This is an E-mail that I sent to an undegraduate professor of mine, but I think that it does a good job of communicating the information that I got from my visitation at Wright State. However, it really cannot express my nervousness enough.
Concerns put to rest
I went over to Wright State on Friday. It was really something. They boasted that they probably have the best physical facilities in the country. They said, “If someone has a better plant than us, I could not imagine who it would be.” I would not doubt it. Plus, the HF people have access to even more equipment at the air force base.
Everyone was very nice over there. Although it has more competitive admissions than Xavier (the only other school I visited), they seemed to be for the students. They mentioned several times why the department was so small. They said that they wanted to create a situation where an instructor has just 5 advisees. Plus, they wanted to make sure that they could provide funding for all of their students for 5 years. Yes you read that right, 5 years of funding. I will be able to work part-time for the department and finish my dissertation on time. They also said that the size of the department makes a good situation for students; to keep their Ph.D. program, Ohio law mandates that they produce so many Ph.D.’s/year so they cannot afford to loose people which means that they do their best to make sure the students get good advisement. I spoke to a student who said that the only reason that he is aware of that prevents people from graduating is that they get lured away by job offers.
I know graduate school will be a lot of work. However, going over there alleviated some of my anxiety. I was concerned that the faculty would be apathetic towards students; I would not fit in, or worse my advisor would not like me. However, he faculty members are great, I liked the students, they have a really collaborative environment , I can switch majors or advisors if I want to without any hard feelings, and my advisor chose me because he thought I was the best fit for the program, and not just based any one aspect of my record.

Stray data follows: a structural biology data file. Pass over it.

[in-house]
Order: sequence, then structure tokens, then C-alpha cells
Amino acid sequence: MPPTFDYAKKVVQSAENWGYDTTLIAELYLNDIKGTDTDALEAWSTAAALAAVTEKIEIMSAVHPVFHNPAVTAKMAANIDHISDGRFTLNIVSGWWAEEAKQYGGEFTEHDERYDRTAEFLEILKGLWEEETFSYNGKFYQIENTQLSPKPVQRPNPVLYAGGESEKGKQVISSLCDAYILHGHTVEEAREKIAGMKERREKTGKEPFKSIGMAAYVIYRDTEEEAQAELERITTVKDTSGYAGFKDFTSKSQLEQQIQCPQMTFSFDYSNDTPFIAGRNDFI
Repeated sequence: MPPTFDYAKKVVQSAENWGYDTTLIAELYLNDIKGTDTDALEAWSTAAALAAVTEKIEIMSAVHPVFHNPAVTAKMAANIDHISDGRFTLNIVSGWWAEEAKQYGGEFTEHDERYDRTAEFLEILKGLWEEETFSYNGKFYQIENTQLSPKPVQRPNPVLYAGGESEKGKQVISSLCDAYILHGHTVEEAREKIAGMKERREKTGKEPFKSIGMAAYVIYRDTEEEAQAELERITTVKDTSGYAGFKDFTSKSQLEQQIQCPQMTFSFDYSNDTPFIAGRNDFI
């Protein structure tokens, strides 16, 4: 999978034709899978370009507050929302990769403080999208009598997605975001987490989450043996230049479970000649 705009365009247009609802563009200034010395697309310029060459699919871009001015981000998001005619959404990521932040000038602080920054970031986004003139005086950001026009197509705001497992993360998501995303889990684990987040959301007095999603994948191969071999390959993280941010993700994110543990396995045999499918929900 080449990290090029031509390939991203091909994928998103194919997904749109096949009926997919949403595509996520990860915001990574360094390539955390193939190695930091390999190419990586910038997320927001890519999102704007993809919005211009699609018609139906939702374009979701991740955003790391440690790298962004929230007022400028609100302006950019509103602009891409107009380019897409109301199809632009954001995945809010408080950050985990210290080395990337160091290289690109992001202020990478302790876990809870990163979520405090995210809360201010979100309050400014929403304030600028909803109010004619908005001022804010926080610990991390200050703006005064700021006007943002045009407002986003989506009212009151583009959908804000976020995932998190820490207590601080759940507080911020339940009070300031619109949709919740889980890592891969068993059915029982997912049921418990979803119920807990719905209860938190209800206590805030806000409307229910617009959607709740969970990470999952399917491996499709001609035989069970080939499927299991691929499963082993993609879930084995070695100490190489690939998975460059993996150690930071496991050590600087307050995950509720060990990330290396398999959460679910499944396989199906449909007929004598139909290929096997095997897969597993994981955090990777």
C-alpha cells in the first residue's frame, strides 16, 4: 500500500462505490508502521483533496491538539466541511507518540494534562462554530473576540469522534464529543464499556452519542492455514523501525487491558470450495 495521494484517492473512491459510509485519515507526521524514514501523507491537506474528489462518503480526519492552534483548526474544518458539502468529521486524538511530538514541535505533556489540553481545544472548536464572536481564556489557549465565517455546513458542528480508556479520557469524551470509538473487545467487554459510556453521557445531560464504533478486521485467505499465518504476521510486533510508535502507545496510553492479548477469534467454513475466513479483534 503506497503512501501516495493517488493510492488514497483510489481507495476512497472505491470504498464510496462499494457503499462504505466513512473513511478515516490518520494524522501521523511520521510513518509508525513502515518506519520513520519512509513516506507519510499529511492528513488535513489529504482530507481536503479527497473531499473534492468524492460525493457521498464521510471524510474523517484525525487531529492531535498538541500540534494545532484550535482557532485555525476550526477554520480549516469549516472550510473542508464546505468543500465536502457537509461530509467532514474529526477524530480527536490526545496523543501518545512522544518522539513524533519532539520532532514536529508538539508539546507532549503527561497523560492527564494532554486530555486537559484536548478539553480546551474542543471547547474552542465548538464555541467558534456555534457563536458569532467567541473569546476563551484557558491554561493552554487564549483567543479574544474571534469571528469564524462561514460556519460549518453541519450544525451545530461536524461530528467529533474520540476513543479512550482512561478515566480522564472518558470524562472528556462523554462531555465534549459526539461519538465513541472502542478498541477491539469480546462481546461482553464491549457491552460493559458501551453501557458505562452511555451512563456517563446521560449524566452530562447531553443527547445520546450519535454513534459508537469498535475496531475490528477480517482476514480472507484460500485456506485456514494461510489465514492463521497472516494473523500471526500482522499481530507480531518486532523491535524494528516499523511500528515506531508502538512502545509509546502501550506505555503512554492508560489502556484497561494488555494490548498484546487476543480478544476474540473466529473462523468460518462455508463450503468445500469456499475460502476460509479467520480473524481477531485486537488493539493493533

I have decided to specialize in personnel selection which I believe to be the Lord’s work. I am pretty excited so I am going to start reading up on the topic. I see poor personnel selection as one of the major problems in the workforce today. We can do a lot to improve job satisfaction, training, and group dynamics. However, in my mind unless you have the correct people in the job in the first place, much of that work is for nothing.
Here is an interesting thing that I found out. When I arrived at the psychology office at WSU, I asked where everyone was. Although I was a little early, for such an important event, I assumed that others would arrive early. She replied, “You must be Jason.” I then said, “How would you know that?” She said, “You are the only African American.” She handed me my packet, and I sat down in the lounge next door. I thought about what she had just said and returned to the office and asked, “Have you ever had any black students.” She said, I suppose that this will make me their poster boy for diversity. I just may get a number of pictures on their website to show how “diverse” they are.
Human factors is sexy
Human factors has to be the sexiest field in psychology. I can’t think of a single field that uses so much equipment. It’s amazing. They where all like “Come into my lab and see my million dollar virtual reality machine or look at my $200k eye motion tracking device. Almost all of the human factors people were talking about how they were developing this or that for the military or NASA. You would think that everybody would at least be interested in human facrots on some level. Maybe it’s too much for people to envision as a career, or maybe they don't like the science?